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Cell Therapy in the Asia Pacific

Cell Therapy in the Asia Pacific

Will this be a Solution to the Cancer Challenge?

Ajay Sanganeria

Partner, Head of Tax

KPMG in Singapore


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Over the next decade, an estimated US$2 trillion investment into Universal Health Coverage (UHC) schemes is expected to land in Asia. While some emerging markets in Asia continue to grapple with lingering infection control, all are shifting focus to the more advanced lifestyle diseases. Cancer is clearly a top priority – it’s the second-highest cause of death globally. And cancer is not standalone; infections such as Hepatitis and HPV are responsible for up to 25% of cancer cases. Cancer drugs represent one-third of the top 15 best-sellers, with a forecasted 10.9% CAGR leading up to 2030.

As more innovative and curative therapies for cancer become available, questions arise about the access and affordability in a UHC-driven geography like Asia. Traditional Health Technology Assessments (HTAs) may not be quite fit-for-purpose. Chimeric Antigen Receptor T, or CAR-T, is one such example. Advances in genetic engineering combined with an improved understanding of “T” cells have led to the design of synthetic tumor targeting receptors which, when introduced into the human body, begin to act as a form of immunotherapy. This is currently considered a last-line treatment option for physicians, but the results of CAR-T are impressive and give new hope to patients and their families. Efficacy evidence is still being gathered with more clinical trials underway, so it is for this reason that some of the product launches to date have been under outcomes-based pricing arrangements.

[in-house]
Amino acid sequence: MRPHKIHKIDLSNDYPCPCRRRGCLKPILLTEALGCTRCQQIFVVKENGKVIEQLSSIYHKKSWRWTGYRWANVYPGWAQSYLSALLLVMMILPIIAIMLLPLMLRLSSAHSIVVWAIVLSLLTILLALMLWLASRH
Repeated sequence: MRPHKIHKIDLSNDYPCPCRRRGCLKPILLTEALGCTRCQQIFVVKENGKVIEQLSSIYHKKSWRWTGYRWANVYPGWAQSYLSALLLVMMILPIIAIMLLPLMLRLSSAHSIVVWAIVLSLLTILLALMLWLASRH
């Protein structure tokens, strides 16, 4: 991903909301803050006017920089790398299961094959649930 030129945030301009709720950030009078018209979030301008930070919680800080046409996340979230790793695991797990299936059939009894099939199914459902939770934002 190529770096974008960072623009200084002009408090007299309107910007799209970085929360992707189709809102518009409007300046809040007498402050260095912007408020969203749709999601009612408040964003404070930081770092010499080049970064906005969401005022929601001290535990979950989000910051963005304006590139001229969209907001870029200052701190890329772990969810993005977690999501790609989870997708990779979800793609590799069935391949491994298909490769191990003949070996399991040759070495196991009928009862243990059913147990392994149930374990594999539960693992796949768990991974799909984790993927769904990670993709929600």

In this article, we share our experience about enabling the launch of CAR-T in the region, including assistance with the pricing, manufacturing, and data in three main markets – Australia, China, and Japan.

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